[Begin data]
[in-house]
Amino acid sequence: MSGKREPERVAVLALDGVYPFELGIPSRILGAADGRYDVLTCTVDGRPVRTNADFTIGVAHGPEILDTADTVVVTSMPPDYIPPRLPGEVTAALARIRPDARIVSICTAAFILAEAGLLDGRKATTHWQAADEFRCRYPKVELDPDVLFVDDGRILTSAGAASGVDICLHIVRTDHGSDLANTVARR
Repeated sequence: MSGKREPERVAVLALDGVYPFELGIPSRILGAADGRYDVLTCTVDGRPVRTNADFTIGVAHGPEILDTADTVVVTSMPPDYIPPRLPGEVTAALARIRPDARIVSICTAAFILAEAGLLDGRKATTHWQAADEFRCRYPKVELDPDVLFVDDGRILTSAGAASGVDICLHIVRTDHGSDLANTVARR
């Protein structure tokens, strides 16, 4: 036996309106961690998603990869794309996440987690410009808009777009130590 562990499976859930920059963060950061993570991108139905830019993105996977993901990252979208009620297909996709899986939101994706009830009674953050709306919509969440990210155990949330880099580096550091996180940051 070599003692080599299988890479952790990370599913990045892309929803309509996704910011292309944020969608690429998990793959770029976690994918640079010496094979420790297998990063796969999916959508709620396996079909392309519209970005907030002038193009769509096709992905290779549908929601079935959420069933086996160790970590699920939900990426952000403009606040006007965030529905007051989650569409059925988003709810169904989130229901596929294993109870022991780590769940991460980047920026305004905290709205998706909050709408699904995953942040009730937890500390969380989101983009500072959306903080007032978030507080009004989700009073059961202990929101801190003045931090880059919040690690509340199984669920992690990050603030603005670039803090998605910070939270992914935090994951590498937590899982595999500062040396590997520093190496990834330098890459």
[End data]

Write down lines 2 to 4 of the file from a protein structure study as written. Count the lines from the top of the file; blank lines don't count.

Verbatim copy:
Amino acid sequence: MSGKREPERVAVLALDGVYPFELGIPSRILGAADGRYDVLTCTVDGRPVRTNADFTIGVAHGPEILDTADTVVVTSMPPDYIPPRLPGEVTAALARIRPDARIVSICTAAFILAEAGLLDGRKATTHWQAADEFRCRYPKVELDPDVLFVDDGRILTSAGAASGVDICLHIVRTDHGSDLANTVARR
Repeated sequence: MSGKREPERVAVLALDGVYPFELGIPSRILGAADGRYDVLTCTVDGRPVRTNADFTIGVAHGPEILDTADTVVVTSMPPDYIPPRLPGEVTAALARIRPDARIVSICTAAFILAEAGLLDGRKATTHWQAADEFRCRYPKVELDPDVLFVDDGRILTSAGAASGVDICLHIVRTDHGSDLANTVARR
């Protein structure tokens, strides 16, 4: 036996309106961690998603990869794309996440987690410009808009777009130590 562990499976859930920059963060950061993570991108139905830019993105996977993901990252979208009620297909996709899986939101994706009830009674953050709306919509969440990210155990949330880099580096550091996180940051 070599003692080599299988890479952790990370599913990045892309929803309509996704910011292309944020969608690429998990793959770029976690994918640079010496094979420790297998990063796969999916959508709620396996079909392309519209970005907030002038193009769509096709992905290779549908929601079935959420069933086996160790970590699920939900990426952000403009606040006007965030529905007051989650569409059925988003709810169904989130229901596929294993109870022991780590769940991460980047920026305004905290709205998706909050709408699904995953942040009730937890500390969380989101983009500072959306903080007032978030507080009004989700009073059961202990929101801190003045931090880059919040690690509340199984669920992690990050603030603005670039803090998605910070939270992914935090994951590498937590899982595999500062040396590997520093190496990834330098890459």